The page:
School Library Journal contributing editor Lauren Barack writes about the connection between media and education, business, and technology. A recipient of the Loeb Award for online journalism, she can be found at www.laurenbarack.com.

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Comments

  1. I admire Marley Dias for pursuing such a great endeavor of collecting books with black female protagonists. Like Marley, I wasn’t exposed to books written by black authors or books featuring black subjects. As an Educator and Bibliophile, I’m committed to collecting children’s books that not only feature interesting black female protagonists but other chapter and picture books that feature African American, Native American, Asian American, Latino, Australian Aboriginal, African, Caribbean, and Black British characters.

    I would like to recommend Australian Aboriginal authors Sally Morgan, Bronwyn Bancroft, Ezekiel Kwaymullina, and Anita Heiss, Black British author Atinuke, and African American authors Camille Yarbrough, Ann Petry and Lucille Clifton. These authors’ books present authentic black female characters and their life experiences.

  2. Pamela Badila says:

    I am very pleased by the initiative taken by this Yong girl. She inspires others to make a stand, individually, to resolve what is outstanding in their institutionalized education. Progress is gradual, but need not be slow. The search for a viable connection is not without challenges, yet we see how to surmount them. Bravo! And note the family that supports realizes the greatest of triumphs!

  3. With so many disturbing studies revealing the media’s effect on young girls’ self esteem, it is refreshing to see such a bright young woman embracing who she is and being proud of it!

  4. ARLENE HOLLIDAY says:

    02/19/2016
    I am great grandmother t an eleven year old black girl. I am always searching for reading material that will pique her interest. The supply seems grossly limited! I praise Marley Dias for her initiative in seeking what she wishes to rear. SO COMMENDABLE FOR HER AGE!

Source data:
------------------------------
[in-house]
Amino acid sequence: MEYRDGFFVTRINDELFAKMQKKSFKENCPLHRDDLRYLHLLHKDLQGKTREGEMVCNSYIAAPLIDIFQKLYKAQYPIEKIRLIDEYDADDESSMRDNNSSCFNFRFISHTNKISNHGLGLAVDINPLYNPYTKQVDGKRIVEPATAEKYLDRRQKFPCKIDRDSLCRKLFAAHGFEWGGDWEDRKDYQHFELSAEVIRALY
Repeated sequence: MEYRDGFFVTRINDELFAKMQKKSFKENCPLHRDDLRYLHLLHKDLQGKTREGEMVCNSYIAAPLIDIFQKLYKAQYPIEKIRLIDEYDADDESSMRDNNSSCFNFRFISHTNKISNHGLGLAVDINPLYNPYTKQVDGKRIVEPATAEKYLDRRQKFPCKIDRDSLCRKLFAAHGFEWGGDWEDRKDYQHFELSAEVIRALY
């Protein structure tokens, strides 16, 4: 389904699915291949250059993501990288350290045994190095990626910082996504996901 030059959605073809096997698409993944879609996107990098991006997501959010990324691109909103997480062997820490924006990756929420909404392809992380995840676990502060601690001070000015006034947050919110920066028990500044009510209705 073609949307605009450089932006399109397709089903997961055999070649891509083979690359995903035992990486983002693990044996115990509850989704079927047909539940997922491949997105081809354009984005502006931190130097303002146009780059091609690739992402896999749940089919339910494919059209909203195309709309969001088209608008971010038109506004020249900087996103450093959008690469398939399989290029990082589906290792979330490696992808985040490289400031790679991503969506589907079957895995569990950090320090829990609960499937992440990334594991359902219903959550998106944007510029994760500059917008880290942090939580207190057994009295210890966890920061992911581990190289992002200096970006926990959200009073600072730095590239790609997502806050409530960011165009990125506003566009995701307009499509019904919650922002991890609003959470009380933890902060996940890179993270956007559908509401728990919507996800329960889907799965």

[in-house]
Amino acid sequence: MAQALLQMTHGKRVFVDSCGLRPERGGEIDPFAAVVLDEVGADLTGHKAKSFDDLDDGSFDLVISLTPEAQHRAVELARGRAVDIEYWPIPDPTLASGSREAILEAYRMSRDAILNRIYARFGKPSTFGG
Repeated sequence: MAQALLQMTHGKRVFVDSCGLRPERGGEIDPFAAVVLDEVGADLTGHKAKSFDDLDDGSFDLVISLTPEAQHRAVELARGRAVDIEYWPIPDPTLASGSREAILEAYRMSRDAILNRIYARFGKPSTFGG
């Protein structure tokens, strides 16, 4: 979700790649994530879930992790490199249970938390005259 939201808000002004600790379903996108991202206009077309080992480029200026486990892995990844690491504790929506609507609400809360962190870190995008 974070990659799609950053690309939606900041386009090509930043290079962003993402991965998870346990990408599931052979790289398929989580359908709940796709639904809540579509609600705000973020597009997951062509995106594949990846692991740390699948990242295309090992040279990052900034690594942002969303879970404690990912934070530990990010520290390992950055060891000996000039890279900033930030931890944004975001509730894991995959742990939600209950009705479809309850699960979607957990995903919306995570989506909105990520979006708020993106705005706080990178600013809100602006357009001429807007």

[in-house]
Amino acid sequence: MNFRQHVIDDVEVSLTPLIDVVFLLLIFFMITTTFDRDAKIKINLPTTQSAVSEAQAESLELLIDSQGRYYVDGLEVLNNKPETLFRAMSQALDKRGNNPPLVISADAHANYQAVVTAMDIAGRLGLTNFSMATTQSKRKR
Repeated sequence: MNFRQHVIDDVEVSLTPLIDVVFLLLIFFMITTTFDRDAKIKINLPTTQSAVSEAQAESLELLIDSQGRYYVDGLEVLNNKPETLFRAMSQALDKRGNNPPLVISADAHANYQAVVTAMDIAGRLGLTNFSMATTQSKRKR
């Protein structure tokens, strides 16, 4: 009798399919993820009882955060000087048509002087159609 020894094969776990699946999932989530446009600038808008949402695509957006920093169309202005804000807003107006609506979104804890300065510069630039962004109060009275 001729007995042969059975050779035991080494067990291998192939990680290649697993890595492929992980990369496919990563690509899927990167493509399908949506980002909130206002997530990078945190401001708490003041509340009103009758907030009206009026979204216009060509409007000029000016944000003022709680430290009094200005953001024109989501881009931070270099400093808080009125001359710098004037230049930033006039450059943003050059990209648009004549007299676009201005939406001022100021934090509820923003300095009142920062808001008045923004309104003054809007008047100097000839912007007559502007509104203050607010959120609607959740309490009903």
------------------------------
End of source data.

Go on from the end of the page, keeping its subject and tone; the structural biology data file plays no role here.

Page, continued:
5. Love this little girl:)

  6. Sam Jacobs says:

    Marley Dias, you are an inspiration to all people.

  7. I heard an interview with Ms. Diaz on the radio today and was blown away by her poise, intelligence and insights. At first I was thinking, “What an impressive young lady.” But, I quickly realized that she is an impressive person regardless of age. I’m a 52 year-old white male and I don’t hold a candle to her.

    Marley – I wish you all the best and hope you continue to find things that you enjoy and are passionate about!

  8. Sabrina Morris says:

    How positive in our world’s current state of affairs. What is wrong with an undoubtedly bright little girl trying to find her reflection in the books that she reads. This is great… kudos to Marley for taking a stand and doing something proactive. I’m proud of her. I’m raising an African American daughter in the very white state of Minnesota. Through the years, I’ve combed the aisles of bookstores, book fairs and the like and recognize many of the books that Marley has collected. This is positive all around!

  9. I love her inspirational books about young black girls .She personally inspired me when I read about her.

  10. Cynthia Mack says:

    Are you looking for book donations? I have a number of great books featuring African American protagonists.